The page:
"We are creating an educational environment that will meet our student’s needs for the foreseeable future at the elementary level,” said Dr. Moon.
This project does not include any improvements to any other buildings other than North Park. Those improvements are currently being done with money already in the budget and building fund.
"It will probably take five or six years to complete improvements at the other buildings. While we can make those improvements a little at a time, you can't get $5 million a little at a time," Dr. Moon explains.
Typically the school board cannot levy taxes for building projects without a vote of the public; a large general building project can only be accomplished through approval by district voters. Nebraska statute does allow schools to levy up to 5.2 cents for a fixed number of years by board vote for very specific purposes.
Dr. Moon explains that the board, administration and staff have worked hard to identify the needs at all the schools facilities. In identifying those needs, the district has considered community desires, educational needs, structural issues and mandated programs, she says. The board agrees that while there are needs at all building levels, the needs at the elementary level have continued to be the most urgent. The low-interest funding available creates an opportunity to address those needs.
Both Myers and Dr. Moon have commended Grant Craeger with CG Architects, the firm hired for the project, for listening to both the concerns and needs of the district and coming up with a project to address those, all while staying within the established budget amount.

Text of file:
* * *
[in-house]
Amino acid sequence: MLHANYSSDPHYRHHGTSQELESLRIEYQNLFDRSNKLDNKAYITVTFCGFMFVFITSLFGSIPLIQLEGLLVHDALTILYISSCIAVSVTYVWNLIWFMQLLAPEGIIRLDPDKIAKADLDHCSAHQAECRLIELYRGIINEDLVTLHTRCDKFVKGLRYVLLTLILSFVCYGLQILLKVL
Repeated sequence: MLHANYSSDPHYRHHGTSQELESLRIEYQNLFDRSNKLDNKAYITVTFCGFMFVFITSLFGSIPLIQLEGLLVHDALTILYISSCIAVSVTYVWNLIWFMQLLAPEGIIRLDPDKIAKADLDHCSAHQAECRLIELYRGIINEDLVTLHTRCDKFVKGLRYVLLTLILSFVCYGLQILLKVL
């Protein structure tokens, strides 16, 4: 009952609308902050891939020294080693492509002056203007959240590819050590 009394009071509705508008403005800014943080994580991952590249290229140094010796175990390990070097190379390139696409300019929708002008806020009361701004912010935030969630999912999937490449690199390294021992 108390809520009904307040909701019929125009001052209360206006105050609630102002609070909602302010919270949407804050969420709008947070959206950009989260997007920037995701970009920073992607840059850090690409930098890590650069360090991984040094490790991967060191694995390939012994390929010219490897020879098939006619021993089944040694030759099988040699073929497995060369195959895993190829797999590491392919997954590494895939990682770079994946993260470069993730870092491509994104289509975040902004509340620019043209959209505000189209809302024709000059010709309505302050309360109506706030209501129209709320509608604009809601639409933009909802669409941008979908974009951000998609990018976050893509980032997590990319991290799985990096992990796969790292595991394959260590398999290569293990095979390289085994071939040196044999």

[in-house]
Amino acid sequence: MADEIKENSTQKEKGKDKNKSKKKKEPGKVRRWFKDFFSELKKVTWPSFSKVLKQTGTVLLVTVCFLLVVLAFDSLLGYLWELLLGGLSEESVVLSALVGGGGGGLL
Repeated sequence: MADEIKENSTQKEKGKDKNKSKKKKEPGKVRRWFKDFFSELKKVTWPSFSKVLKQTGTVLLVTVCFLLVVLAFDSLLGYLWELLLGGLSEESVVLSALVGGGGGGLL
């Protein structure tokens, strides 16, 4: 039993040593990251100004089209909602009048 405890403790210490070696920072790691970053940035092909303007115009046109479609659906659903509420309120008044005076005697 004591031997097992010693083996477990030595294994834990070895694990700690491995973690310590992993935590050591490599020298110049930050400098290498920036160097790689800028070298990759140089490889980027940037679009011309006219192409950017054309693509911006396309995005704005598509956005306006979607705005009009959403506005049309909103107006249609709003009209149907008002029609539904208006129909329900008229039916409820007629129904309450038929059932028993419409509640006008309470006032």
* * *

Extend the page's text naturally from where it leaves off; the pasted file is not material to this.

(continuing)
"The architect has done a good job designing the building around function to meet the educational needs of today’s learners, not just square feet," Dr. Moon added.
B-D Construction of Kearney will work as Construction Managers at Risk on the project, and have also impressed Moon and Myers in the early stages. "They are willing to look at various options to get us the best project for the best money, and give local contractors a chance to bid the project," said Moon.
Voters have until Sept. 2 to register for the special Sept. 13 election. Absentee ballots are available now through Sept. 12. All precincts will vote at the Municipal Auditorium.
If you have questions about the bond and are not able to attend the Aug. 30 Open House, you may contact Dr. Virginia Moon at 872-6821, or visit the Broken Bow Public Schools website at www.bbps.org.